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Student loan refinance rates drop to new all-time lows

MoneyWise logo MoneyWise 12/1/2021 Doug Whiteman
Student loan refinance rates fall to new lows © Prostock-studio / Shutterstock Student loan refinance rates fall to new lows

New data shows one potential remedy from overwhelming student loan debt — a money-saving student loan refinance — just became even more attractive for many U.S. borrowers.

Interest rates on five-year and 10-year refi loans have fallen to new record lows, according to a major student loan marketplace where refinances are available under 1.75%.

Given that it's not unusual for a borrower to be carrying tens of thousands of dollars in student debt, a refi to a lower rate can make a big difference in both monthly and lifetime student loan costs.

5-year variable-rate loans

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A five-year variable-rate refinance is an option that can help you wipe out your student debt balance more quickly. Rates on those loans have plummeted to an average of just 2.41%, a new low in the weekly data from the Credible marketplace.

The typical rate is down sharply from 2.53% a week earlier, and way down from 3.14% year ago.

The average rate is offered specifically to borrowers with credit scores of at least 720. Lower interest is possible for those with exceptional scores, of 780 or higher; Credible's website indicates that today's refi rates can be as cheap as 1.74%.

At the other end of the scale, people with "meh" scores (between 640 and 679) are usually scoring higher rates, around 4.59%.

Be aware that variable rates can fluctuate based on market conditions, meaning you could wind up with a higher rate before the loan's five-year term is done.


Video: There is Still Time to Refinance Your Mortgage (Money Talks News)

10-year fixed-rate loans

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For borrowers eager to lock in a good deal over a longer repayment period, 10-year fixed-rate refinance loans are now averaging 3.35% — also a record low.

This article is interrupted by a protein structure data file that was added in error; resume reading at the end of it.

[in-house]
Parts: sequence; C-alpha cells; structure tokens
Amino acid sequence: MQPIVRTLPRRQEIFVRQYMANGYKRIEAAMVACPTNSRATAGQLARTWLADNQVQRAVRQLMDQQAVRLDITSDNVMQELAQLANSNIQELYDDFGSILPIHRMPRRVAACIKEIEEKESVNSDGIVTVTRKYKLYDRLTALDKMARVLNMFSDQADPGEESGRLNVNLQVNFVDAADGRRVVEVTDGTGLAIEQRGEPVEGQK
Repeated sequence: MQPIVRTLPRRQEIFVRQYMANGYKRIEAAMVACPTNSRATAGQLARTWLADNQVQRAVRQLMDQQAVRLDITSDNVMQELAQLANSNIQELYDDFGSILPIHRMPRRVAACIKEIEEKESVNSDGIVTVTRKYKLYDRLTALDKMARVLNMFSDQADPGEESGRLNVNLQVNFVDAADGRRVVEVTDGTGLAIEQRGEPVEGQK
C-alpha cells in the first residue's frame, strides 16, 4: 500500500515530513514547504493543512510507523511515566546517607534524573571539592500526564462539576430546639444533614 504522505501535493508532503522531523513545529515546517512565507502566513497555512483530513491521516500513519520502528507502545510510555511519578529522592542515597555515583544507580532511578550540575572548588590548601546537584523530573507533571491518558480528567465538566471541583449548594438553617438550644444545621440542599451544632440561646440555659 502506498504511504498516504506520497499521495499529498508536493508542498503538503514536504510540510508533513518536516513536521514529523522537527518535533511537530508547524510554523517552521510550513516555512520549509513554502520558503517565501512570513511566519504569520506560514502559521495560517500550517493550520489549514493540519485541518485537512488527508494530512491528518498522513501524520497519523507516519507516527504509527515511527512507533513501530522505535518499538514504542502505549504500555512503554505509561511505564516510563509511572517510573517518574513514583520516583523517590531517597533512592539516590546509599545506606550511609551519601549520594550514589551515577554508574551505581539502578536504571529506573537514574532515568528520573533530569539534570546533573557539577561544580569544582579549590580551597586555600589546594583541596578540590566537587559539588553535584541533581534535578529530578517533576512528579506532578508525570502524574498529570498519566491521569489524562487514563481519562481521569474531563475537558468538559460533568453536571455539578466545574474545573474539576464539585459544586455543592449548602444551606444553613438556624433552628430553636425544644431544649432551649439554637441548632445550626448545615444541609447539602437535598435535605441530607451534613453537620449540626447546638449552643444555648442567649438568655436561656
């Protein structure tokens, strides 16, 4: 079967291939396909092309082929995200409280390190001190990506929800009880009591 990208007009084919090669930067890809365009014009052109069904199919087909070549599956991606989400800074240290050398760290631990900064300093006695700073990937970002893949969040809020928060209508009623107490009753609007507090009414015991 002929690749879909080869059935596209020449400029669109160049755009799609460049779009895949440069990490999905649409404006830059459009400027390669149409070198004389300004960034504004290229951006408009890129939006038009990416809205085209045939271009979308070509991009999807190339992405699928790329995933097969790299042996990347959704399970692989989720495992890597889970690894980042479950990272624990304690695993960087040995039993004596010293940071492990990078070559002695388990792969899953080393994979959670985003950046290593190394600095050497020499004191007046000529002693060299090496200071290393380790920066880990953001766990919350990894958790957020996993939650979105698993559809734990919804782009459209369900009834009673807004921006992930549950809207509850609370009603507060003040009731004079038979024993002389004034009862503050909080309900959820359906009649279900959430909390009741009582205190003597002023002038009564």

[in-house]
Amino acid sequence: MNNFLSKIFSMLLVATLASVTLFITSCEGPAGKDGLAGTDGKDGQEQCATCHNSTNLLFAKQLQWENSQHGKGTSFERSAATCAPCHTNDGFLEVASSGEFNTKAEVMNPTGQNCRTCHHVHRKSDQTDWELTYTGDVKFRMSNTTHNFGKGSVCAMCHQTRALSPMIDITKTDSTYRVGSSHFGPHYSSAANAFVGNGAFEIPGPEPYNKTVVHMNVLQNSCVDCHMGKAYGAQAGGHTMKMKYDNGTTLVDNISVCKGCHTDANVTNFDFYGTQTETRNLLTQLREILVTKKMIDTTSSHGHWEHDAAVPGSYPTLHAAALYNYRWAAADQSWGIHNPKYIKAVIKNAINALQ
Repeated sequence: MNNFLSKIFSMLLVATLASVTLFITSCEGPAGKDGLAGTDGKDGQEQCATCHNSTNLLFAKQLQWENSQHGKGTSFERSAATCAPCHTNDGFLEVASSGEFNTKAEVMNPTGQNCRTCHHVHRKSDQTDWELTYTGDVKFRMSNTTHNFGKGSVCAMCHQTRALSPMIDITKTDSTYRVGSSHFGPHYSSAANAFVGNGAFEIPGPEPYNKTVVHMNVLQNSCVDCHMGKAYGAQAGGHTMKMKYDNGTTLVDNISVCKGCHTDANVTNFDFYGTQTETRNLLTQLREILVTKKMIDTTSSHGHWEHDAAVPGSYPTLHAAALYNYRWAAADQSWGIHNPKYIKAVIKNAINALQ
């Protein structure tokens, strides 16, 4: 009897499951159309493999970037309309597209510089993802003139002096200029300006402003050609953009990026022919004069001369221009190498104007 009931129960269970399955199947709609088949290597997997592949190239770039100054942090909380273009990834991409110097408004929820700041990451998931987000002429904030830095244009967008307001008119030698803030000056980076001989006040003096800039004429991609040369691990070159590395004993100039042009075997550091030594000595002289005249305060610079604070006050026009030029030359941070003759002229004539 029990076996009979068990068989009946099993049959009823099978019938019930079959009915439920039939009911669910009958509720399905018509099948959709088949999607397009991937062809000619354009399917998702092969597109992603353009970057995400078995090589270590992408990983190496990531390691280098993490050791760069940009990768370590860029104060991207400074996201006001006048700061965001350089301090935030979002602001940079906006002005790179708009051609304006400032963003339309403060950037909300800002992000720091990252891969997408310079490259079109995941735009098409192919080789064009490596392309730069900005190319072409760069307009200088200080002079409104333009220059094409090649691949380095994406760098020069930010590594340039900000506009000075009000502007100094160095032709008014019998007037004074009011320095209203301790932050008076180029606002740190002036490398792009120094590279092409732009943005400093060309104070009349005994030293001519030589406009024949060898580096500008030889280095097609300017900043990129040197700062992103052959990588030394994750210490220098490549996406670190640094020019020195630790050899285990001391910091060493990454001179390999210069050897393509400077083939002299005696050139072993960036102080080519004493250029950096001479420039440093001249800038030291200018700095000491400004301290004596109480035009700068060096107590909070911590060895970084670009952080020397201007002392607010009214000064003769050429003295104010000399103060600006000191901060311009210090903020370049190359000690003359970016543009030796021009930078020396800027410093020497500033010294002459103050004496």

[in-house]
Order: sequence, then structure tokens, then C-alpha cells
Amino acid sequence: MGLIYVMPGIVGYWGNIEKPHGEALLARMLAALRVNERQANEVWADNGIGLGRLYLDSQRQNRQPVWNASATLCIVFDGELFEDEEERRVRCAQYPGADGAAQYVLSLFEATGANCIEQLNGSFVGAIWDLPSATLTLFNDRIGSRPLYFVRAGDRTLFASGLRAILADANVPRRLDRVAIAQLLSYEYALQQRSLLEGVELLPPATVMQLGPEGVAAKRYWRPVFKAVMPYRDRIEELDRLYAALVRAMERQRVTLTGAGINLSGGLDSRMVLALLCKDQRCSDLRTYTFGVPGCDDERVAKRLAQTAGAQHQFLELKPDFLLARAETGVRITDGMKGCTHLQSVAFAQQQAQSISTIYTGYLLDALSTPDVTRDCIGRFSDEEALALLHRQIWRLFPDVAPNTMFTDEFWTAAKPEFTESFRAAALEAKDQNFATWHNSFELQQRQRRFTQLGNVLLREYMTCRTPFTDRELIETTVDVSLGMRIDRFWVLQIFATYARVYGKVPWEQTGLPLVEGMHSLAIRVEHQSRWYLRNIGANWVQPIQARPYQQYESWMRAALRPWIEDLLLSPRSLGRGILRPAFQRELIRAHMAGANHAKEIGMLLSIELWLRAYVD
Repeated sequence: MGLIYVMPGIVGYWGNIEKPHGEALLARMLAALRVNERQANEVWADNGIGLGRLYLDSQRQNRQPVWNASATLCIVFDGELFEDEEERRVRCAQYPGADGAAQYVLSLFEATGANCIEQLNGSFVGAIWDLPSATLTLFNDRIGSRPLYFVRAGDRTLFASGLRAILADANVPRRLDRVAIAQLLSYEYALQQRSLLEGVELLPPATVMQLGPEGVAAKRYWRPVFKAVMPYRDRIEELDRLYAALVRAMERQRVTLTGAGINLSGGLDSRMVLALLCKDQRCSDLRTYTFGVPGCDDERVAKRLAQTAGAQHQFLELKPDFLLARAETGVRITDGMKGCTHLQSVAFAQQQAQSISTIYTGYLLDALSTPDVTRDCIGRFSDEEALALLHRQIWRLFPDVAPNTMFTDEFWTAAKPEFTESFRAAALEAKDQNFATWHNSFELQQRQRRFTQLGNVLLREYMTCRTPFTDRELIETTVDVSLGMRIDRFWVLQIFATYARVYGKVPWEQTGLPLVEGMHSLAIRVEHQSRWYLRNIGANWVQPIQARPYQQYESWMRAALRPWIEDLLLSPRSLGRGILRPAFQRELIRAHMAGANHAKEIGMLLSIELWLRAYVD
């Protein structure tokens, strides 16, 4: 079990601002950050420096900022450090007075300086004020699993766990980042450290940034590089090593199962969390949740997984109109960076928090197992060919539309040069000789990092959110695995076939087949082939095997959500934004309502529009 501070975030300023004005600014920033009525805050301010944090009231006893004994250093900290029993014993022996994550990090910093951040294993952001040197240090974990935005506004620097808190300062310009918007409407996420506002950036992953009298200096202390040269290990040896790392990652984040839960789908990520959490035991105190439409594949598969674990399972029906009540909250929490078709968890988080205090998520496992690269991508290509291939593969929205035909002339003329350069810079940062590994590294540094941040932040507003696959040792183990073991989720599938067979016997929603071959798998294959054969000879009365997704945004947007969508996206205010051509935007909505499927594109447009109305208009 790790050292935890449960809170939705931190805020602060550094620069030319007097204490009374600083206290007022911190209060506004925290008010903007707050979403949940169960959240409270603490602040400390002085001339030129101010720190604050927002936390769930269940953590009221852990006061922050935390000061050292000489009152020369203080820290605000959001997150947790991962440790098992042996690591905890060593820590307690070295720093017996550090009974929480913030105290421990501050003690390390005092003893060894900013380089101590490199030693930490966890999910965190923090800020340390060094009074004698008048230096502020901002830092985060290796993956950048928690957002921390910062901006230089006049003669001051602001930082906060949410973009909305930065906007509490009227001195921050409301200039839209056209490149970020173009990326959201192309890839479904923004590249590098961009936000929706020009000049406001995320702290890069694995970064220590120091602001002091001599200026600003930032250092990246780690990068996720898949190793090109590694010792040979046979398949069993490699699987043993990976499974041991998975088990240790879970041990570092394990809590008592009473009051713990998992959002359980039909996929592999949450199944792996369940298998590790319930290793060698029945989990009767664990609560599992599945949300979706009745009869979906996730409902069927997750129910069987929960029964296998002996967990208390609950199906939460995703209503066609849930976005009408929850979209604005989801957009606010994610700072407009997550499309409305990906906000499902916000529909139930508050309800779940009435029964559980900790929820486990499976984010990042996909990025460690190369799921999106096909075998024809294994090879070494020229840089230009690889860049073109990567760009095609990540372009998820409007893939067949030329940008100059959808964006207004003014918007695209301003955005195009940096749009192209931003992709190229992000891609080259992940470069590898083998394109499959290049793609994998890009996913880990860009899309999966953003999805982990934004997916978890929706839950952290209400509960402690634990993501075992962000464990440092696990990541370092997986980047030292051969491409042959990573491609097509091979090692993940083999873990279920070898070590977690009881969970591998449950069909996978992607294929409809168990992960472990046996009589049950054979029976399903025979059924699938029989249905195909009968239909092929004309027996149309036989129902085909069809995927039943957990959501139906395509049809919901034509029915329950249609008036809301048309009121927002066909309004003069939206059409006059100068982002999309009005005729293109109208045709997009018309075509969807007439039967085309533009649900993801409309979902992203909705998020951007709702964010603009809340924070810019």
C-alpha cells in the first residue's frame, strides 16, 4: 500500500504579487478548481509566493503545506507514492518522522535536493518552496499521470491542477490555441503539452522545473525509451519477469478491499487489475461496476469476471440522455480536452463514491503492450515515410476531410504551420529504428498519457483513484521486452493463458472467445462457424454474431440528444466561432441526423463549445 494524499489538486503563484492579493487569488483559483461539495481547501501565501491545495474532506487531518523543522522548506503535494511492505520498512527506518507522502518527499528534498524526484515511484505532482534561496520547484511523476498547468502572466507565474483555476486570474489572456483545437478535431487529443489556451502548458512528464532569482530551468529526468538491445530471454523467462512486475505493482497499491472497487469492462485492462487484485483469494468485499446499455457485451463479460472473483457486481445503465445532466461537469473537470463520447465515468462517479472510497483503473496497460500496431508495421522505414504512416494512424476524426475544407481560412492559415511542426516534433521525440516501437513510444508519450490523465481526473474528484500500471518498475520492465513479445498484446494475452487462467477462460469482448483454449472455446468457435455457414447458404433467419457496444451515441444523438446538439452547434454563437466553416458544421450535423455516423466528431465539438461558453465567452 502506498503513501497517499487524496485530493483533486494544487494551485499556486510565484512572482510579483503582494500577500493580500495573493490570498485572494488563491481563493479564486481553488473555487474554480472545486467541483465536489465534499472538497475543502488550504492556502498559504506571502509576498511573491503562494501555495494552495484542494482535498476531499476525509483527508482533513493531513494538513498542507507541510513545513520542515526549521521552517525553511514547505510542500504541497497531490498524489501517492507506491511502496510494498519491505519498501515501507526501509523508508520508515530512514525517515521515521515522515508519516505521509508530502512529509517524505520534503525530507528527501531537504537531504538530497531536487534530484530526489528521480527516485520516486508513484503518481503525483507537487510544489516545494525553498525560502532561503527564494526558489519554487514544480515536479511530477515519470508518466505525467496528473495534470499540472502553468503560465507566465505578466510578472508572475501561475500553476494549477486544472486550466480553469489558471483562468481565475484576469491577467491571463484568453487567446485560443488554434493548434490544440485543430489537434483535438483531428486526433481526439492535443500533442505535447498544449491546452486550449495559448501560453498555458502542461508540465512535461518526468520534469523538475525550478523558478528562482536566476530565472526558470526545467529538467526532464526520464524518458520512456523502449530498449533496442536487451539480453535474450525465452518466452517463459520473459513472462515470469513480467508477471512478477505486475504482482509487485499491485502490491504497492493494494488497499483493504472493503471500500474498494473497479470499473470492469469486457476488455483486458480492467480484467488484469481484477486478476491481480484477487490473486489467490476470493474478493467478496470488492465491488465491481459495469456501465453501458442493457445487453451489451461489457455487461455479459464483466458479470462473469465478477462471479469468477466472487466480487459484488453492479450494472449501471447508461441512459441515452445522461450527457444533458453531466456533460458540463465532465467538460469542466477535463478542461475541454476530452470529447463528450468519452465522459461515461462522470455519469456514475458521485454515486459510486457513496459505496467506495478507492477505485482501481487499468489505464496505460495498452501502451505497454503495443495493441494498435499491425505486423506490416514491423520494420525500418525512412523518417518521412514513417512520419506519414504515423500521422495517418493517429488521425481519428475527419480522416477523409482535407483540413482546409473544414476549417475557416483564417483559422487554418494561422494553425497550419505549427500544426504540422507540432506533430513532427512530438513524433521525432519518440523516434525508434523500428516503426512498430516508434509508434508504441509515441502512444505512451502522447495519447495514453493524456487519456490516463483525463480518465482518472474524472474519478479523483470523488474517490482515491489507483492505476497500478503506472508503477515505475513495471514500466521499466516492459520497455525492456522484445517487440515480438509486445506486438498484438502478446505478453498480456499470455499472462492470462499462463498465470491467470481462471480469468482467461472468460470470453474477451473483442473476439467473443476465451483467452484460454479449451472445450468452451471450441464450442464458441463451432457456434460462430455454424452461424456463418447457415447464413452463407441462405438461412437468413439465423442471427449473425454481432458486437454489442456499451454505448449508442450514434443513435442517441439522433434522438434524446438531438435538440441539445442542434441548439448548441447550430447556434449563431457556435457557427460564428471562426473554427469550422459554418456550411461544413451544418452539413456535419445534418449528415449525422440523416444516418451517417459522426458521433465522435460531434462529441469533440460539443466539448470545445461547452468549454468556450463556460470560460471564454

Rates have dipped from an average 3.44% during the previous survey week. One year ago, the typical refi was going for 3.95%.

Again, people with better credit qualify for lower rates. But those with unimpressive scores might have to accept a steeper rate, typically 4.77%.

Though fixed-rate loans generally come with higher borrowing costs than the variable-rate variety, your interest rate is guaranteed to hold steady for the loan term.

Plus, a 10-year loan will offer more affordable monthly payments than a five-year, though you'll likely have to spend a lot more money on interest by the time your debt is paid off.

How to bag the lowest refi rate you can

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If you have a federal student loan, be certain you understand what you may give up by refinancing.

Switching from a government loan to a refi — offered by a bank or other private lender — would make you ineligible for the sorts of government relief that have been extended to borrowers during the pandemic, including frozen payments and interest.

But if you’re OK with that tradeoff, or if you already have a private student loan, refinancing to a cheaper rate could slash your monthly payments.

To land the lowest possible refi rate:

  • Spruce up your credit score. Lenders will review your credit to determine whether you're a good risk. Today it's easy to check your credit score for free, then take steps to shine it up so you'll look more impressive to a lender.

  • Set up auto-pay. Often, you can knock a little bit off your interest rate by agreeing to make automatic payments. That provides some assurance to the lender that you'll pay on time each month.

  • Compare your options. Plenty of lenders offer student loan refinances, and the only way to find the best deal is by shopping around. Different lenders can weigh your application differently, so get multiple rate quotes and size them up side by side — before you click "Apply."

This article provides information only and should not be construed as advice. It is provided without warranty of any kind.

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